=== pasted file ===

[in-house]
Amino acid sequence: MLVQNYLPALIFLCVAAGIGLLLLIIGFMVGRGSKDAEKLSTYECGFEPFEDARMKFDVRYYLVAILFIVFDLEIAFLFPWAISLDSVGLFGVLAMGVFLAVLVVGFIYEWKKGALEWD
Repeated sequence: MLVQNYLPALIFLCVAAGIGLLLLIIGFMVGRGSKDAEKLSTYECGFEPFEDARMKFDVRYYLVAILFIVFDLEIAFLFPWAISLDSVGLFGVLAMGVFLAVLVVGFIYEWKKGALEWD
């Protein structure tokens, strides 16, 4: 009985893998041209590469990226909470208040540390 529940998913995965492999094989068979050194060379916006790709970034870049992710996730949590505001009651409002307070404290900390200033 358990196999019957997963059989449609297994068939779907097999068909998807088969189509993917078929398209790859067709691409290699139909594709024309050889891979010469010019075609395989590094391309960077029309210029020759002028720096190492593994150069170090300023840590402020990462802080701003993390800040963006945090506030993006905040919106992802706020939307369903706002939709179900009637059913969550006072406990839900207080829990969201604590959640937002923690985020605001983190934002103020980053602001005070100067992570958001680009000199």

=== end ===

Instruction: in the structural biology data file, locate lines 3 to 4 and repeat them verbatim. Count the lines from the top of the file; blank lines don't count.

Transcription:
Repeated sequence: MLVQNYLPALIFLCVAAGIGLLLLIIGFMVGRGSKDAEKLSTYECGFEPFEDARMKFDVRYYLVAILFIVFDLEIAFLFPWAISLDSVGLFGVLAMGVFLAVLVVGFIYEWKKGALEWD
């Protein structure tokens, strides 16, 4: 009985893998041209590469990226909470208040540390 529940998913995965492999094989068979050194060379916006790709970034870049992710996730949590505001009651409002307070404290900390200033 358990196999019957997963059989449609297994068939779907097999068909998807088969189509993917078929398209790859067709691409290699139909594709024309050889891979010469010019075609395989590094391309960077029309210029020759002028720096190492593994150069170090300023840590402020990462802080701003993390800040963006945090506030993006905040919106992802706020939307369903706002939709179900009637059913969550006072406990839900207080829990969201604590959640937002923690985020605001983190934002103020980053602001005070100067992570958001680009000199």